POLYPHYS Seminar HCI J 574 
Thursday 28. Nov 2013 10:00

Dimitris Vlassopoulos Polymer Physics, Department of Materials, ETH Zurich 
Tailoring metastable states in soft colloidal mixtures 
POLYPHYS Seminar HCI J 574 
Wednesday 20. Nov 2013 11:15

Dimitris Vlassopoulos Polymer Physics, Department of Materials, ETH Zurich 
Experimental study of the viscoelasticity of critically purified ring polymers Show / Hide AbstractSince free ends play an important role in the motion of entangled polymers (reptation, fluctuations), examining the behaviour of ring polymers is a challenge. In fact, the topic has attracted the attention of scientific community in the 1980s but no final conclusions could be drawn. The controversial results were attributed to the presence of impurities in the ring samples. To overcome this problem, and in particular the unlinked linear side products from their anionic synthesis, ring polymers were purified via liquid chromatography at the critical condition. Recently, it has been shown that this approach yields reasonably pure ring polystyrenes which at a molar mass corresponding to 12 entanglements do not exhibit a rubbery plateau, in contrast to their linear counterparts. This is suggestive of a (new) selfsimilar mechanism of stress relaxation of these macromolecules, which reflects the conformation they adopt in the entanglement state (lattice animal). We have extended this work in different directions: we have used different chemistries, polyisoprene, polystyrene and poly(ethylene oxide); molar masses extend from unentangled regime to about 15 entanglements. We have compared the assynthesized and purified ring polymers, and blended the latter with linear polymers of the same molar mass over a wide range of concentrations. Moreover, we have compared results against scaling predictions as well as recent molecular dynamics simulations. Results are critically discussed in view of the emerging picture of the dynamics of ring polymers, whereas open issues and new challenges are outlined. This work is part of a huge international effort involving the groups of Jülich (A. Bras, A. Wischnewski, W. PyckhoutHintzen, J. Allgaeir, D. Richter), Athens/KAUST (G. Sakellariou, N. Hadjichristidis), Pohang (Y. C. Yeong, T. Chang), North Carolina (M. Rubinstein) and Crete (R. Pasquino, D. Vlassopoulos). It is supported in part by the Greek General Secretariat for Research and Technology (ESPA ARISTEIARINGS).

POLYPHYS Seminar HCI J 574 
Wednesday 23. Oct 2013 11:15

Vlasis Mavrantzas Polymer Physics, Department of Materials, ETH Zurich 
Electromagnetically induced transparency and its description through quantum master equations including the nonlinear thermodynamic one Show / Hide AbstractIn this seminar, our focus will be on the phenomenon of the electromagnetically induced transparency (EIT) and its description through quantum master equations. The EIT is achievable only in atoms with specific energy structures. For, example, for a three level system (to which the present study has focused), EIT requires two dipole allowed transitions (the 13 and the 23) and one forbidden (the 13). The phenomenon is observed when a strong laser (termed the control laser) is tuned to the resonant frequency of the upper two levels. Then, as a weak probe laser is scanned in frequency across the other transition, the medium is observed to exhibit both: a) transparency at what was the maximal absorption in the absence of the coupling field, and b) large dispersion effects at the atomic resonance. We will derive the Hamiltonian describing the phenomenon and we will present results from three types of master equations: a) an empirically modified von Newmann allowing for decays from each energy state, b) a typical Lindblad, and c) the recently proposed nonlinear thermodynamic quantum master equation. In cases (a) and (b), analytical results are possible under certain approximations, which have been confirmed through a direct solution of the full master equation. In case of the nonlinear (thermodynamic) quantum master equation, only numerical results have been possible. We will discuss these, especially in comparison with those of the modified von Newmann and the Lindblad ones.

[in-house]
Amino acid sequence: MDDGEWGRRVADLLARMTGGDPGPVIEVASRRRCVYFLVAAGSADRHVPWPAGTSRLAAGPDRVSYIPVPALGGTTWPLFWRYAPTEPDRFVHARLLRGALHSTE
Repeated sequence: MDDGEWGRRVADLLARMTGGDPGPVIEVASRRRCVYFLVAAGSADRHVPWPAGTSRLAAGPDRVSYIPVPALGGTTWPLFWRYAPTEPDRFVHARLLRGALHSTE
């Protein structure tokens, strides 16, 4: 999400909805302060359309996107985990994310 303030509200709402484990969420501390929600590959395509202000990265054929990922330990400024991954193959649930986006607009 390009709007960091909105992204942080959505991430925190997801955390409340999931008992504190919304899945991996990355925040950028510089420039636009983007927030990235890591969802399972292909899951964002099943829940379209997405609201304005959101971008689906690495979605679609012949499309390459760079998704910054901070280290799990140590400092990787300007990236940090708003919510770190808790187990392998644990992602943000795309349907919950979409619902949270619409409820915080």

POLYPHYS Seminar HCI J 574 
Wednesday 4. Sep 2013 10:15

Grigory Sarnitsky Moscow Institute of Physics and Technology 
Prospective application of GENERIC framework to turbulence modeling Show / Hide AbstractTurbulence is one of the classical examples of nonequilibrium phenomena and its full theoretical description is one of the big unsolved problems in physics. Though turbulent motion of classical fluids is a natural candidate to study within GENERIC framework, to my knowledge there is no published work on the matter. This talk discusses how GENERIC illuminates the problem of turbulence modeling within the approach of Reynoldsaveraged Navier–Stokes equations. Specifically, I show how it helps in determining the physical quantities that describe turbulent flow. Importance of algebraic treatment is emphasized and the action of Reynolds coarsegraining operator on GENERIC is considered. GENERIC framework offers physically founded method to determine the primary set of equations governing turbulent flow, with a closure however yet to be found. I argue that GENERIC is to bring a substantial advance to the study of turbulence.

POLYPHYS Seminar HCI J 574 
Wednesday 29. May 2013 10:15

Raphael Chetrite Université de Nice SophiaAntipolis, Nice, France